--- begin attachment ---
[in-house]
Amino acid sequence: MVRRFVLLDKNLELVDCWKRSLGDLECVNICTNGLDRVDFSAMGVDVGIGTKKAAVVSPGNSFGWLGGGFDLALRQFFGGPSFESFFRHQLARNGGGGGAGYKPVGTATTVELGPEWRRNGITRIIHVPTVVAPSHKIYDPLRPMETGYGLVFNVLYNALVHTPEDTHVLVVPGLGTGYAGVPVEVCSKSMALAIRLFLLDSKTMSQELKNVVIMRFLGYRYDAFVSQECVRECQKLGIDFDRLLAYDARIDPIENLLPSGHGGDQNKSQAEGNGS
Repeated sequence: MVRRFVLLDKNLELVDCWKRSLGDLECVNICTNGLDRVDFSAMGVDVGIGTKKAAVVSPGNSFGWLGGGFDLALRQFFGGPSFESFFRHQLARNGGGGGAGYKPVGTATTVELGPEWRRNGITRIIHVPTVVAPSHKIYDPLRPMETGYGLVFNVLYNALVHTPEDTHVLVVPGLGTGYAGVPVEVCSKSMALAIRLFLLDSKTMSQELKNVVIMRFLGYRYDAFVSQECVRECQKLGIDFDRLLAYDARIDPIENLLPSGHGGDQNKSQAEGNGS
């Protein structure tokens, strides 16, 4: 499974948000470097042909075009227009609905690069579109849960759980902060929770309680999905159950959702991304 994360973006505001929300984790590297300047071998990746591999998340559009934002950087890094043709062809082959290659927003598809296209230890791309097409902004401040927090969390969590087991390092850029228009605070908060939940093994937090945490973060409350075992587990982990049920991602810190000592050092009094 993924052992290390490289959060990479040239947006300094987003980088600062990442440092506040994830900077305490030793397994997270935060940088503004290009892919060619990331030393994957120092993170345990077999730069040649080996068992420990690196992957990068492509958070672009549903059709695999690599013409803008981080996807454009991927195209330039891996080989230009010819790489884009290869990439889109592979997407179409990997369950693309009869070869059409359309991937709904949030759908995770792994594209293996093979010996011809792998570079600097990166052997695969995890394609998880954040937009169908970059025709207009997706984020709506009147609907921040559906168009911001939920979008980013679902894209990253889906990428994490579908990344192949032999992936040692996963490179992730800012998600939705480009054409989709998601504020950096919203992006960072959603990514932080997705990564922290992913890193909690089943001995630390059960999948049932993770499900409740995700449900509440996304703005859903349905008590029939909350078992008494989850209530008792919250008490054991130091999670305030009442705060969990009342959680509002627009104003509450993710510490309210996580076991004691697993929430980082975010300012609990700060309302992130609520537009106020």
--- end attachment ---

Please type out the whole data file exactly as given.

[in-house]
Amino acid sequence: MVRRFVLLDKNLELVDCWKRSLGDLECVNICTNGLDRVDFSAMGVDVGIGTKKAAVVSPGNSFGWLGGGFDLALRQFFGGPSFESFFRHQLARNGGGGGAGYKPVGTATTVELGPEWRRNGITRIIHVPTVVAPSHKIYDPLRPMETGYGLVFNVLYNALVHTPEDTHVLVVPGLGTGYAGVPVEVCSKSMALAIRLFLLDSKTMSQELKNVVIMRFLGYRYDAFVSQECVRECQKLGIDFDRLLAYDARIDPIENLLPSGHGGDQNKSQAEGNGS
Repeated sequence: MVRRFVLLDKNLELVDCWKRSLGDLECVNICTNGLDRVDFSAMGVDVGIGTKKAAVVSPGNSFGWLGGGFDLALRQFFGGPSFESFFRHQLARNGGGGGAGYKPVGTATTVELGPEWRRNGITRIIHVPTVVAPSHKIYDPLRPMETGYGLVFNVLYNALVHTPEDTHVLVVPGLGTGYAGVPVEVCSKSMALAIRLFLLDSKTMSQELKNVVIMRFLGYRYDAFVSQECVRECQKLGIDFDRLLAYDARIDPIENLLPSGHGGDQNKSQAEGNGS
């Protein structure tokens, strides 16, 4: 499974948000470097042909075009227009609905690069579109849960759980902060929770309680999905159950959702991304 994360973006505001929300984790590297300047071998990746591999998340559009934002950087890094043709062809082959290659927003598809296209230890791309097409902004401040927090969390969590087991390092850029228009605070908060939940093994937090945490973060409350075992587990982990049920991602810190000592050092009094 993924052992290390490289959060990479040239947006300094987003980088600062990442440092506040994830900077305490030793397994997270935060940088503004290009892919060619990331030393994957120092993170345990077999730069040649080996068992420990690196992957990068492509958070672009549903059709695999690599013409803008981080996807454009991927195209330039891996080989230009010819790489884009290869990439889109592979997407179409990997369950693309009869070869059409359309991937709904949030759908995770792994594209293996093979010996011809792998570079600097990166052997695969995890394609998880954040937009169908970059025709207009997706984020709506009147609907921040559906168009911001939920979008980013679902894209990253889906990428994490579908990344192949032999992936040692996963490179992730800012998600939705480009054409989709998601504020950096919203992006960072959603990514932080997705990564922290992913890193909690089943001995630390059960999948049932993770499900409740995700449900509440996304703005859903349905008590029939909350078992008494989850209530008792919250008490054991130091999670305030009442705060969990009342959680509002627009104003509450993710510490309210996580076991004691697993929430980082975010300012609990700060309302992130609520537009106020």